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How the Military-Industrial Complex Preys on the Troops

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  • The Scandal of Pentagon Spending 
  • Your Tax Dollars Support Troops of Defense Contractor CEOs 

William Hartung, Tom Dispatch

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http://evergreenedigest.org/sites/default/files/Young%20Woman%20Laying%20Prostrate%20at%20Military%20Headstone.jpgOctober 10, 2017 | I’m sure you’ve heard about the $65 million.  Or was it $86 million?  Or was it even more?  You know, the funds the Pentagon sunk into that hotshot plane it was preparing for its Afghan drug interdiction program. You haven’t?

Well, as Megan Rose reported at ProPublica, with its “electro-optical infra-red video capacity,” that counternarcotics plane was supposed to lend a significant hand in surveilling and disrupting the Afghan heroin trade. Only one small problem. That single plane never made it out of a warehouse in Delaware or flew a mission in Afghanistan, whatever its cost (which the Pentagon was typically incapable of tracking), and when it was recently offered for sale at auction, no one wanted to put down a red cent for it.  And lest you think of that as a bizarre anomaly, consider, as Rose points out, the $3 million patrol boats for Afghanistan the Navy purchased that never made it out of Virginia or the 20 planes for the Afghan air force that the Pentagon spent a mere $486 million on, even though they never flew and finally brought in just $32,000 as scrap metal.  Or think for a moment about the more than $65 billion (yep, billion!) that went into the woefulAfghan military, an inept force long mentored by the U.S. military that remains filled with “ghost soldiers” and plagued by soaring casualties and staggering desertion rates.  Or since America’s war zones have, in these years, been sinkholes of corruption, just recall the $43 million gas station built by the Pentagon in the middle of an Afghan nowhere, or the similarly infamous “highway to nowhere,” or the state-of-the-art U.S. military headquarters in Helmand Province, Afghanistan, that doubled in cost to $25 million while under construction and was never used, or the $1.2 billion to $1.6 billion in cash that was somehow stolen from the U.S. in Iraq, which itself was just a drop in the bucket, given the $60 billion lost to waste and fraud in that particular morass of a war zone.  And mind you, that’s just to start down a list of catastrophic “investments” in this country's wars.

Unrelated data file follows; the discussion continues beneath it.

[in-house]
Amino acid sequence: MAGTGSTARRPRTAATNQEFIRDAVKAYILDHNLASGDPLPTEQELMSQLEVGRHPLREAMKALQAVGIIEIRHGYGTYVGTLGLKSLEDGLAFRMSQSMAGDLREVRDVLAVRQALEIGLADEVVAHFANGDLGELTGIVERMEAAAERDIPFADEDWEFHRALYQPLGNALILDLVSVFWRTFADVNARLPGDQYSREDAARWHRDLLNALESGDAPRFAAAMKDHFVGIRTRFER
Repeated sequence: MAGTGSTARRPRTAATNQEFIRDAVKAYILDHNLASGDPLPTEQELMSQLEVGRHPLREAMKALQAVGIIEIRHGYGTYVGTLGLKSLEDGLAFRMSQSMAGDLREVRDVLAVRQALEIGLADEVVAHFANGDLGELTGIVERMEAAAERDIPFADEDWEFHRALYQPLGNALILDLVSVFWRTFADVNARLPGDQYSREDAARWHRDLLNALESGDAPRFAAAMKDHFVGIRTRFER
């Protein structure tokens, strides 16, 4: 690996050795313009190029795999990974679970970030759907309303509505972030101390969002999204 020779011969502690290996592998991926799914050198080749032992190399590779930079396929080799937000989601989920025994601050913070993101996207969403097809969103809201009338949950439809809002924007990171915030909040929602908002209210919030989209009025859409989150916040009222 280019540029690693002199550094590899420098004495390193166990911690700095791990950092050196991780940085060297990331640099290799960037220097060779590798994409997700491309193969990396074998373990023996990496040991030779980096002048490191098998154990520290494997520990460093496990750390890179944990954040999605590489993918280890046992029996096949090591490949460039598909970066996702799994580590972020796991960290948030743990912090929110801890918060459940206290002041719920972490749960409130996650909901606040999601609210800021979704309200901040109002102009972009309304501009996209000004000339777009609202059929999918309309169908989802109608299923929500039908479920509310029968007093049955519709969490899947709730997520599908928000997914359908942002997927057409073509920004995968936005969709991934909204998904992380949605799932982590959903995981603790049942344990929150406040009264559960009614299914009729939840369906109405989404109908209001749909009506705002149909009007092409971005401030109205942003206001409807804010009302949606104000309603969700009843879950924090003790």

William Hartung, a TomDispatch regular, is the director of the Arms and Security Project at the Center for International Policy.  His most recent book is Prophets of War: Lockheed Martin and the Making of the Military-Industrial Complex.

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